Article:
Message Delivery

Message delivery is one leadership area that does not get as much attention as it deserves. The most powerful tool a leader possesses is the spoken word and the ability to influence and motivate. When the inability to communicate and express the message starts to compound the growing issues within the organization, members will begin to lose faith and trust in their leadership.

Message interpretation is a dynamic process, which is illustrated with the communication model of the sender, receiver, coding and decoding, the medium, and feedback. Some of the miscommunication by the leader happens during the coding of the message, when language or word selection is not optimal or can be misconstrued. This then leads to the medium of transmission of the message. E-mail, memos, other supervisors, and spoken words are all avenues to communicate, and each medium of transmission can cause an error of the message.

The second part of the miscommunication can stem from the decoding by the receiver of the message. When the receivers of the message interpret the information, they use their previous experiences, knowledge, and perspective to make a conclusion of the message. When leadership fails to understand members’ perspective and tailor the message toward such perspective, the message can seem unimportant or off base. Again, these factors can then compound into larger issues within the organization.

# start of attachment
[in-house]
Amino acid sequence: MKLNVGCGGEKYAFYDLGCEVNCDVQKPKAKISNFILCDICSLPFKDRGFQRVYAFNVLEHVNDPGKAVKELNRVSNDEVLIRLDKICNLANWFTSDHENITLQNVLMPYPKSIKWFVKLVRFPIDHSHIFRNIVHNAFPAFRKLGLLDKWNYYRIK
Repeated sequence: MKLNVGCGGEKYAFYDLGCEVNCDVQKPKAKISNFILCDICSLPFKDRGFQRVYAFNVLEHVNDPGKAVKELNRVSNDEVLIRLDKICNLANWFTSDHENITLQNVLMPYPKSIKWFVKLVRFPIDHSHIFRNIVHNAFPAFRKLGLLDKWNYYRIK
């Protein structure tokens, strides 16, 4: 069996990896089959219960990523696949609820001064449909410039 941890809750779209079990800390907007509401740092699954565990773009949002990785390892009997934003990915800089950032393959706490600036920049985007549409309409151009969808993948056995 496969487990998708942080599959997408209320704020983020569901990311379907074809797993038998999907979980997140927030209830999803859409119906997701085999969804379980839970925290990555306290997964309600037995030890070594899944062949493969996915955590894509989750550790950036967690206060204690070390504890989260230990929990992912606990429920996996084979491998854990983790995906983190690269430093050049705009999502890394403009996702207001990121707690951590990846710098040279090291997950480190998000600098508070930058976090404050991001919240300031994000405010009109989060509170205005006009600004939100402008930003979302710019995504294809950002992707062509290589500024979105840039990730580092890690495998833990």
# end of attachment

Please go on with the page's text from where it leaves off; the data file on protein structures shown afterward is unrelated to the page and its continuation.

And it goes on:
As the formal leader, administration needs to be in front of the membership to express the mission and values of the organization, frequently and loudly. When members are repeatedly bombarded with a mission of success followed by the actions of the leadership, members will begin to display these values as long as they believe in their actions. To lead, leaders need to express the mission and values followed by the display of their actions and a deep underlying purpose of those actions. We cannot expect to tell people how to behave or act and then expect them to find the motivation and purpose to those actions. It is the leader’s responsibility to build a strong reason and to espouse those values.